If we weren't living through a pandemic, I'd be at my favorite overpriced stationery store today to find a Father's Day card for my husband. But even if it were open, I know I'd be staring down a wall of cards, never finding one that captures all there is to celebrate about my children's dad.
Among the options I know I would find would be the card with a golf club (not my husband's jam), the one with the ship (because fatherhood is nothing if not nautical), a football (my husband was concussed too many times in high school for me to buy that one), a tie (hello, who wears a tie these days?). All these cards suggest there are very few ways to be a dad — and most of them are hackneyed and involve escaping from your family.
When you decide to have kids with someone, you have merely a general notion of how that person will parent. I sensed my husband would be a caring father, not only because he expressed that he wanted to raise children in contrast to the way he was raised but because when my own dad took him for his first visit to Disney World, I realized my then-boyfriend had 40 years of untapped joy that he could channel into fatherhood.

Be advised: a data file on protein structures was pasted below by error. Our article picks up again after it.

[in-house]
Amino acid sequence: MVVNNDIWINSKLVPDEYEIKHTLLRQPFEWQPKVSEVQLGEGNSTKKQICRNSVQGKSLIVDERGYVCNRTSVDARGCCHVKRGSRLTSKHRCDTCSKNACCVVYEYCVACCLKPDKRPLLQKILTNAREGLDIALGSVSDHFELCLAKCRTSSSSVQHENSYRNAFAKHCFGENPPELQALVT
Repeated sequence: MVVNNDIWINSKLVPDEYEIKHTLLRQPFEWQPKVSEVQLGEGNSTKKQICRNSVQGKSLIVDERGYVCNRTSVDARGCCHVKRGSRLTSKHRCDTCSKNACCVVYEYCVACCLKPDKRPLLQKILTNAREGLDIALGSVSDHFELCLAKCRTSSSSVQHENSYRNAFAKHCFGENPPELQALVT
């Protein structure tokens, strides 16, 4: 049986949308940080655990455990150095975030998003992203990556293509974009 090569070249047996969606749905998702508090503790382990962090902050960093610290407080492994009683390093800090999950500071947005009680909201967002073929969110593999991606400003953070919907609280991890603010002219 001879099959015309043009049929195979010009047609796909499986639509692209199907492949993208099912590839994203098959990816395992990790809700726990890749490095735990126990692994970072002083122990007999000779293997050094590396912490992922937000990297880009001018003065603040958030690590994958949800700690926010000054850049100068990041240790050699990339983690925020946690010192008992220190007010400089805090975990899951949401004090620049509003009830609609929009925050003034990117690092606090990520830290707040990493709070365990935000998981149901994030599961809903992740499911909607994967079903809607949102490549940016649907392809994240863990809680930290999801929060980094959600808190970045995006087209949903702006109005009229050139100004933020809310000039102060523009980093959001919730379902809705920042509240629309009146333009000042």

The first time my husband held our son he whispered to our 5-pound miracle, “Hi, Sweetpea.” I'd never thought to ask him what nicknames he might call our boy, and in that moment I was flooded with gratitude that I'd married a man who didn't call his son something like “Little Man” or “Sport,” but rather a name free from expectations and redolent of sweetness and beauty. It was the first of countless, unfolding surprises about the father he is, and continues to become.